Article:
If you wanna talk about the genderbent aspect of my life, I welcome it; I like talking about it, and I pretty much treat it like any other subject. Among other things, although it's seldom been an explicit topic in my work, it's often been a strong undercurrent in ways readers probably don't realize.
Any particular information you'd like to know about me before we start? I'm from Gig Harbor, Washington, and still live in the Seattle area, with my husband and my cat. I drew my first comic strip when I was 5. When I was 11 I drew a comic strip called "Skippy" for my middle school's xeroxed monthly newspaper. In college (I went to the Evergreen State College, which is also Matt Groening and Lynda Barry's alma mater) I started Ozy and Millie, which was a web comic before that was really much of a "thing." (My intention at the time was to get it syndicated, which I guess was the start of my journey to the current moment.) I also started doing political cartoons, which grew rapidly from an attempt to needle certain campus activists into something I took much more seriously.
In 1999 I was a top-3 finalist for the Scripps-Howard Charles M. Schulz College Cartoonist Award. The best thing about that, since only the winner actually gets any money, was having the local newspaper do a story about me.
After I graduated, I got a job as a reporter at the weekly Puyallup Herald, which also let me do its editorial cartoons. I was still doing Ozy and Millie. I barely slept, and ultimately couldn't last at that job. After that I went to grad school, which is what you do when you're not sure what you're doing with your life, and discovered that the Washington State University Daily Evergreen was eager to run my political cartoons. On a whim I named those comics "I Drew This," and that stuck; I drew IDT for five years, which is four years longer than I lasted in grad school, because after a year there it was just absolutely clear that drawing comics was all I wanted to do. So my then-boyfriend (and now-husband) offered to support me while I tried to make a career out of comics. I moved in with him and we've lived together ever since.
That period in the mid-2000s when that happened I think was a highwater mark for Ozy and Millie. It had acquired a dedicated cult following (I still meet enthusiastic fans of it), and after doing it for a few years I'd started to get really good at the whole thing I think, in that way you do when you do something every day for years. I still describe O&M as my Ph.D. in cartooning. (I think I said that to you in San Diego.)
I stopped doing I Drew This in 2008, because I was kind of burned out on political commentary. The liberal blogosphere had grown up a lot in that time and I no longer felt that the internet needed my voice shouting about what a wang George Bush was; I felt my perspective had become more represented. By that time, I had developed other priorities anyway. I began exploring gender transition in 2005, after a moment of clarity led me to admit to myself that I'd always felt like I was supposed to be a girl. This made I Drew This, which featured a self-portrait of me as a major character, awkward to draw. By 2008 I'd had my facial hair lasered off, begun transgender hormone therapy, and legally changed my name (and the gender marker on my driver's license, because that's actually much easier than you'd think, at least in this state).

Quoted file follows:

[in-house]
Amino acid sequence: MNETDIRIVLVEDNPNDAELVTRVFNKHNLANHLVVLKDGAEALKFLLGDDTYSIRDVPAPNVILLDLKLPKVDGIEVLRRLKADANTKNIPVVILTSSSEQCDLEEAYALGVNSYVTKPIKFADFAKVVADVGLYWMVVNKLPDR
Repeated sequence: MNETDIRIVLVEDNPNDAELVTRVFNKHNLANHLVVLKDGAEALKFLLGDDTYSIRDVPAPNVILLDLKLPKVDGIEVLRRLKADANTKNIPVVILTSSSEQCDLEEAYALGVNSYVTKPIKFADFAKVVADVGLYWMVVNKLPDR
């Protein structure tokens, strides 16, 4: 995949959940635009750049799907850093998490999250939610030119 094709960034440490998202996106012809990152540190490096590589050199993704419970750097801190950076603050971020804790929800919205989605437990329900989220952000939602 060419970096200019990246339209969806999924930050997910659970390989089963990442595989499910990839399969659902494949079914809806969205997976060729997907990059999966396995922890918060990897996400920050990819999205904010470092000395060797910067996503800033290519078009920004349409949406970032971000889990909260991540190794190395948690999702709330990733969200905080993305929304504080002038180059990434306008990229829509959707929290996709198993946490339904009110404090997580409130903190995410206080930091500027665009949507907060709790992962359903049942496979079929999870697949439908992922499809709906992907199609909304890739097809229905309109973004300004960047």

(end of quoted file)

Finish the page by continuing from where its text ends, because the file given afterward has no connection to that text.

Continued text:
And transition is a weird time to try to be creative. I've always put so much of myself into my work, and then I entered this phase, which stretched out for several years, where it seemed like I didn't know who I was anymore. Becoming Dana Simpson was a creative project all its own. I had to reinvent basic stuff about my identity as a human being. It became hard, for a while, to have any creative energy left over.
I ended Ozy and Millie, and planned to kind of retreat from internet visibility, do something lower-profile for a while, maybe build up a portfolio as a freelance illustrator and get some side work while I figured out what I was going to do.
I won Comic Strip Superstar in the middle of all that. A friend pointed the contest out to me. I'd actually given up on my expectation of ever being in syndication, by that point, but I was like "if ANYONE has a shot at winning this, I do."
So I won.
I won with a 12-strip sample called "Girl," four strips of which were lifted more or less verbatim from Ozy and Millie, because I felt entitled to mine my own back catalogue. I approached it like a job interview; here are my samples, and I think on the strength of these you ought to hire me as a syndicated comic artist. But I came to realize after I'd won that I actually had no plan for the strip beyond those 12 strips.
"Girl" was about a kid hanging out in the woods with talking animals. Universal steered me away from that title early on, on the grounds that it's really hard to google. I was fine with that. But I realized after being under development for more than a year that I had no idea where this was going. John Glynn, who was my editor at the time, told me flatly that the strip wasn't good enough to syndicate. ("It's better than some established strips, but in this tight market we need it to be transcendent.") So I started experimenting with the concept as part of a quest for transcendence.
Eventually, my little-girl protagonist got named Phoebe, after Holden Caulfield's little sister in "The Catcher in the Rye." And she got paired with a unicorn, who was a one-off character who quickly let me know she intended to hang around. She acquired the name Marigold Heavenly Nostrils from an online unicorn name generator.
The rest you know.
Goodness, that went long! But I like to be thorough. So, y'know. Feel free to ask me anything.